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InControl Medical LLC Release: Medical College of Wisconsin to Study New Incontinence Device


8/3/2012 10:11:41 AM

BROOKFIELD, Wis., Aug. 2, 2012 /PRNewswire/ -- The Medical College of Wisconsin (MCW) has begun a clinical study of InTone®, a new, FDA-approved medical device that treats female urinary incontinence. The 12-week study will evaluate the effectiveness of InTone in women with stress incontinence, urge incontinence, or mixed (stress AND urge) incontinence.

Stress incontinence is unwanted bladder leakage that can occur after coughing, sneezing, laughing, or exercise. Urge incontinence is a strong, sudden need to urinate due to bladder spasms or contractions. Altogether, urinary incontinence affects up to 25 million, or one in four, adult American women, according to the National Association for Continence (NAFC).

Women who qualify for the study will receive an InTone device and instructions on how to properly use it at home. Study subjects will be evaluated at intervals during the 12-week study period for progress, physical changes and safety factors. Subjects will complete incontinence questionnaires at regular intervals and complete a "bladder diary."

In most cases the root cause of urinary incontinence is poor muscle tone in the pelvic floor muscles caused by childbirth, lack of exercise, too much high-impact exercise, obesity, trauma, age, or other factors. Most women who "leak" endure their problem in silence. Absorbent pads and diapers, if used, do nothing to treat the condition. Medications, if prescribed, can cause side effects and are not always effective. Surgery, if performed, can be traumatic and painful, and is not always effective. Research has shown that even when properly taught how to perform pelvic floor, or Kegel, exercises, about half of all women do them incorrectly.

InTone is an inserted device that combines mild micro-current stimulation (similar to a TENS unit), exercises and guided biofeedback to strengthen the muscles in the pelvic floor. After prescribing InTone, the physician customizes the settings for InTone and the patient is shown how to properly insert and position the device. A sensor in the unit measures pressure to determine if the patient is doing the exercises properly. The biofeedback unit uses voice-guided instruction to take her through the routine and reports her muscle isolation and strength. Each daily session takes about ten minutes and is done in the privacy of the patient's own home. Data from each session is recorded, and after two weeks or so, the physician analyzes the recorded data and adjusts InTone based on the patient's progress. At-home treatment sessions continue, with additional checkups to evaluate progress. It is anticipated that patients will experience progress in a few weeks, and may experience effective relief in about 90 days.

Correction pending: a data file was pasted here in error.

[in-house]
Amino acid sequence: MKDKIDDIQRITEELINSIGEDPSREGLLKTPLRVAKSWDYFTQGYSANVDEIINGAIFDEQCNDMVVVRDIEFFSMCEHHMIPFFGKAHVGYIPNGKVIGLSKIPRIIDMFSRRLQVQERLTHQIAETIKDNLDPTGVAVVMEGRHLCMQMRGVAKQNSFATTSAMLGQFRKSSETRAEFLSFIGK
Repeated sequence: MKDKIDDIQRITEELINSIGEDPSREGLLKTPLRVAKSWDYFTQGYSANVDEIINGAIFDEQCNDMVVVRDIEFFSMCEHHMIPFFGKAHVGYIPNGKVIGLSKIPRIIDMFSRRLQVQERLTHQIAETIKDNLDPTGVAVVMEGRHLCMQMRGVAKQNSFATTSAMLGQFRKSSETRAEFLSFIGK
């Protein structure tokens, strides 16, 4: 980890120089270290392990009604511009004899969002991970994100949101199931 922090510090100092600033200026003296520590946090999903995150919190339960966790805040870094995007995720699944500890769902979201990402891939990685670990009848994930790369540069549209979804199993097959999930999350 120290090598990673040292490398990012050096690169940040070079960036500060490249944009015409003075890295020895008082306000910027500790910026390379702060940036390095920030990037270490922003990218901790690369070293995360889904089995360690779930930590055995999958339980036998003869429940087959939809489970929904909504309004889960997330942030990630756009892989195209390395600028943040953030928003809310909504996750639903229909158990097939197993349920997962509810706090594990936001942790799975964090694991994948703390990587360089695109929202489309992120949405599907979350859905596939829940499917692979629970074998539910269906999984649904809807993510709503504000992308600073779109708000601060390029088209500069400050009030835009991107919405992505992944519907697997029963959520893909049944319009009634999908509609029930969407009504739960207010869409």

According to Michael Guralnick, MD, principal investigator for the MCW study, data from daily InTone sessions will be collected and analyzed by the study investigators. "This is just as a physician who prescribes InTone would do," said Dr. Guralnick. "In an efficacy study, we aim to determine whether the treatment delivers its intended result and to what degree it does so. In other words, does it effectively treat urinary incontinence." Secondarily, the study will measure improvement in pelvic floor muscle tone, improvement in sexual function based on a questionnaire, and finally, the usability and tolerability of the InTone device.

According to the National Association for Continence:

  • Two-thirds of men and women age 30-70 have never discussed bladder health with their doctor.
  • On average, women wait 6.5 years from the first time they experience symptoms until they obtain a diagnosis for their bladder control problems.
  • Two-thirds of individuals who experience loss of bladder control symptoms do not use any treatment or product to manage their incontinence.

"We want women to know that 'leaking' isn't normal, it could get worse, and it can be effectively treated," said Herschel "Buzz" Peddicord, president and CEO of InControl Medical, LLC, and inventor of InTone. "We encourage women to talk to their doctors about it and we encourage doctors to ask their patients."

In pre-market testing, 85 percent of test subjects who used InTone reported that their incontinence symptoms disappeared. "Obviously we are excited about that," said Peddicord. "We believe InTone can be the new standard of care for the treatment of female urinary incontinence, or unwanted bladder leakage."

InTone is now available by prescription to patients in the United States. It was developed by InControl Medical, LLC, an FDA-listed company based in Brookfield, Wisconsin providing specialty medical products for women's health, and is sourced and manufactured entirely in the United States. More information on InTone can be found at www.incontrolmedical.com.

SOURCE InControl Medical



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